Sarasota Ballet's Sir Fred Steps

Facade from Sarasota Ballet
Sarasota Ballet made their debut at the Joyce Theater on August 8 with an All-Ashton program that was given an extremely twee name: A Knight at the British Ballet. Artistic Director Iain Webb was a former dancer with the Royal Ballet and has decided to take Sarasota Ballet down a different path than the usual one for regional ballet companies. Instead of the mix of contemporary ballet mixed with some Balanchine (with an annual Nutcracker thrown in) Sarasota Ballet has made a commitment to presenting the works of Sir Frederick Ashton, and not just his warhorses like La Fille mal Gardee or Monotones or The Dream but the lesser-known works in his canon.The performance I caught at the Joyce seemed like this endeavor has yielded admirable but mixed results.

Valses sentimentales, photo @ Andrea Mohin
The program was an eclectic one -- only Facade was anywhere near "well-known". The others were all ballets that for whatever reason have fallen out of the general repertory. First up was Valses Nobles et Sentimentales. Curtain goes up, music starts playing, and balletomanes are thinking this looks very familiar. That's because it's set to the same music as Balanchine's La Valse (Ravel's famous waltz). Costumes and decor are strikingly similar too -- same ballroom setting, same long maroon dresses for the women. But look closer and the ballet is the exact opposite of Balanchine's -- strange how two different choreographers set the exact same music to ballet at roughly the same time (Ashton's premiered in 1947 and Balanchine's in 1951) but "heard" the music so differently. Balanchine heard darkness, decadence and death in Ravel's waltz. Ashton presents the music as a backdrop for a rather elegant ballroom event. Couples waltz and waltz and it's all very impersonal.

This is where the limitations of Sarasota Ballet were the most apparent. They seemed to suffer from opening night nerves -- legs were stiff and wobbly and the girls made several slips in the final waltz portion. That's all understandable. Less understandable was how all the dancers had these stiff, fixed, front facing smiles at all times. This was the weirdest with the central trio (Danielle Brown, Ricardo Graziano, Jacob Hughes). Even when Brown was being carried aloft in a menage by the two men, her face was squarely to the audience in an unchanging grin. Surely Iain Webb coached them about how much Ashton emphasized interactions between dancers? They all looked like they were gymnasts who were saluting to the judges after nailing a vault.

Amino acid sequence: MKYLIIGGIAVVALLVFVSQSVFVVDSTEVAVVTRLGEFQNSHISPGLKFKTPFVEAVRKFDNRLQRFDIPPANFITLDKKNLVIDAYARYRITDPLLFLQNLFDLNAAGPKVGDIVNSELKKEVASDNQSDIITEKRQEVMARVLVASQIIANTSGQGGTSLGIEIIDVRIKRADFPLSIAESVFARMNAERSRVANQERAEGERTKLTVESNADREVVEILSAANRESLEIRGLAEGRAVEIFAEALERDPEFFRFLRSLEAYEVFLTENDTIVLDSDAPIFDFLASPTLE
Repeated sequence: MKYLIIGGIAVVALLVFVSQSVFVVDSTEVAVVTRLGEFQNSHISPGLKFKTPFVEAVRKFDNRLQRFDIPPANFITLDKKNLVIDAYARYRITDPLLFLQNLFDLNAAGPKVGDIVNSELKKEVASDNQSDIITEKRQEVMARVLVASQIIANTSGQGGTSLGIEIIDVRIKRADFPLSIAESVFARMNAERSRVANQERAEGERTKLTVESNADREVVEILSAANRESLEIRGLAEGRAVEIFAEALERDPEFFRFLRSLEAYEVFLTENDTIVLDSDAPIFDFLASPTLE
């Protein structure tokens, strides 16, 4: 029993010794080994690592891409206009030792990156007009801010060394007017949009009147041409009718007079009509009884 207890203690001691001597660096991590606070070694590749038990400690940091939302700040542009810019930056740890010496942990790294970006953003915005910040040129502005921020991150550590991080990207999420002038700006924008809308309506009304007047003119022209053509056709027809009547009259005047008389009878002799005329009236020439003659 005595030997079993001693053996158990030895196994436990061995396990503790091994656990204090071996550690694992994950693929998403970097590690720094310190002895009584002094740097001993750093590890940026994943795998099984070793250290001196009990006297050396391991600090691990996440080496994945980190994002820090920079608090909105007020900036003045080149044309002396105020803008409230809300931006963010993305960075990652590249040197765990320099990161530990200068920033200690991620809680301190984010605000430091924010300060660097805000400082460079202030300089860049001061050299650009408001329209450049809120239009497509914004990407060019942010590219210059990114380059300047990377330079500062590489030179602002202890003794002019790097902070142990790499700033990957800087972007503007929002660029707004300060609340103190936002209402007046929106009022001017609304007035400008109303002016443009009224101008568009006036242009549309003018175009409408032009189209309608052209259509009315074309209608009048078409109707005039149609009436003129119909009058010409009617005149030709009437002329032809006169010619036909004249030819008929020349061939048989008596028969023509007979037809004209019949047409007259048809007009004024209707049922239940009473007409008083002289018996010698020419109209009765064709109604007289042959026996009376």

The other issue I saw throughout the night was partnering. The small Joyce stage and auditorium meant that you often could see the many adjustments partners made in the middle of a performance. But men often had issues with holding their partners without noticeable shifting and women on their end had trouble holding poses without their legs wobbling or form faltering. Not sure whether it was a case of nerves but I did notice that the men were on the whole rather slim and slight.

Tweedeldum and Tweedledee, photo by Andrea Mohin
Intermission and then it was an eclectic mix of pas de deux. All of them were made in the later phase of Ashton's career and showed him branching off into different directions. Tweedledum and Tweedledee (1978) is a brief cameo based on the Alice in Wonderland books. It's a little precious but harmless. A Walk to Paradise Garden (set to gorgeous music from Delius's A Village Romeo and Juliet) had Ashton abandoning the prim Fred step and "walking" lift in favor of MacMillan and/or Soviet style acrobatic lifts -- the plank lifts, the torch lift, the upside down lift, you name it. The Soviet-style partnering was beyond the abilities of Ricardo Graziano and Danielle Brown couldn't hold the poses without wobbling.  Too bad because this was by far the most intriguing work in the second set and it had a haunting ending. Jazz Calender/Friday's Child was again marred by too much fixed, front-facing smiles (it's a sexy, sultry duet) and Sinfonietta seemed too derivative of both Monotones (white space suits? Check) and Balanchine's The Unanswered Question (woman being held aloft by six men with her feet never touching the ground? Check). It even had a blatant ripoff of the famous sunburst pose in Apollo for good measure.

Facade final tableau, photo by Frank Atura

It was good that Sarasota Ballet got all their performance nerves and jitters out of the way because the final number of the evening required the entire company and they were magnificent. Individual dancers finally started stealing the show -- Kate Honea as the milkmaid, Sam O'Brien and Patrick Ward deadpan and droll in the Popular Song, Danielle Brown and David Tlaiye in the Tango-Pasodoble. Facade is the oldest number on the program (premiered in 1931) but it's the most timeless. This parody of the English music hall/vaudeville works because it's tongue-in-cheek but also a tribute. The best bits are maybe the Swiss yodeling song with a milkmaid "milking" two cows (really male dancers' fingers), the two soft-shoe dancers in the Popular Song and the Tango-Pasodoble (a parody of the overwrought mannerisms in Latin ballroom dancing). And the entire Sarasota Ballet ensemble was finally on for this ballet. There were no more wobbly arabesques, no more shaky partnering, no more fixed smiles. They were having fun, and the audience was having fun along with them. This was Sir Fred's best step.


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